The Unexpected Joys Of Working 2-11

In recent months I have been working in a particularly dull Mossad safe house, in shifts alternating between 9am-6pm and 2pm-11pm. The former is the roughly the conventional workday we all experience at some stage, while the latter brought some opportunity for reflection and comparison.

Why is the average workday shaped like it currently is? To make use of daylight. Today, it still makes sense for farmers and many in construction, but not the modern day post-Edison office worker.

Exposure to sunlight makes us happy and healthy. Sunlight is at its strongest between 11am and 3pm. How horrible it is to spend the loveliest hours of the day stuck in an office or classroom! I felt like that for much of this summer. I feel that way every summer.

And if we exclude time spent sleeping, people simply don’t spend much time in their homes on workdays. Perhaps as little as four hours, morning and evening. So when we are not working, we are left in the dark or the dullest hours of the day, and usually rushing or exhausted.

If the average workday was between 2-11 or 2-10, these drawbacks can be avoided. My total commute to work is about one hour. It would be much less if I had my own car, which is one reason why for most people in London its 37.8 minutes per journey

I come home from work around midnight, do some bodily maintenance, get my eight hours, and rise around 8:30. It leaves me with four and a half free hours before I have to go to work again. These hours are the best of the day. Here’s one good week for me working 2-11: One day, I was able to lounge around outdoors, read an interesting collection of economic essays as well as an entire Spectator under the sun. The day after, I went to an afternoon piano recital before work. Another day, I attended a public lecture. The day after that I had wine and cheese in a lovely park with a student friend. We lay about like peasants in Pieter Bruegel the Elder’s Land of Cockaigne before I was obliged to leave.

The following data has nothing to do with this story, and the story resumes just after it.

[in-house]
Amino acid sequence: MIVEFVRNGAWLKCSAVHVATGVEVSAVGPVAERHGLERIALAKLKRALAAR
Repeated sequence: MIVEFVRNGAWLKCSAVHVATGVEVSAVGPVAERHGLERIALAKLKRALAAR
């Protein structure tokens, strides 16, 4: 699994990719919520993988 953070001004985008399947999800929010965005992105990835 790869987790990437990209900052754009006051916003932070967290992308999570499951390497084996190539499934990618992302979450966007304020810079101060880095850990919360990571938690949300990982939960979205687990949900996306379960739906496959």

It would have been better to have more friends around doing this, but unfortunately most were at work during the nicest hours of the day. There was also the fact I couldn’t join my companions for sushi or cocktails after work because our hours were so mismatched, but this could change if we all gave up this 9-5 rule-of-thumb. The only exception were full-time student friends, who do jackshit most of the time anyway. Yet I still hadn’t felt better since my time working in an Israeli factory between the hours of 6am and 2pm. That was due to a good Israeli diet, Mediterranean-style napping, and the fact that it stayed warm and bright well after work.

Working ‘normal’ hours, I would have been rushing about in the morning, and perhaps too tired to bother pursuing a challenging book or activity after coming home. That’s when most people get sucked into the demonic trash of television, because its there and its easy. If its been tough going at work all day, a man may not be in the mood to embrace his wife and children the way he should, and relationships suffer. If you or the kids don’t need to be at work and school until 2pm, you can play ball in the sun, or you can engage in some afternoon delight with your loved one.

Admittedly, this system works best if one goes to bed immediately after coming home from work, so you can make the best of the late morning/early afternoon. Mealtimes need to be adjusted. However, If you want to get sloshed or go to the movies after work, no problem: you might not have to wake up until 12:00 the next day. This leaves you with five or even six hours for drunkenness and other nighttime activities, and you can still get a  full night’s sleep.

If the conventional 9-5 workday no longer serves the interests of much of the modern working population, as much as another system might, its high-time to abandon it.

If you will it, it is no dream.

Advertisements

About Cranky Notions
Reactionary. That fella from the Norris scandal.

Leave a Reply

Fill in your details below or click an icon to log in:

WordPress.com Logo

You are commenting using your WordPress.com account. Log Out / Change )

Twitter picture

You are commenting using your Twitter account. Log Out / Change )

Facebook photo

You are commenting using your Facebook account. Log Out / Change )

Google+ photo

You are commenting using your Google+ account. Log Out / Change )

Connecting to %s

%d bloggers like this: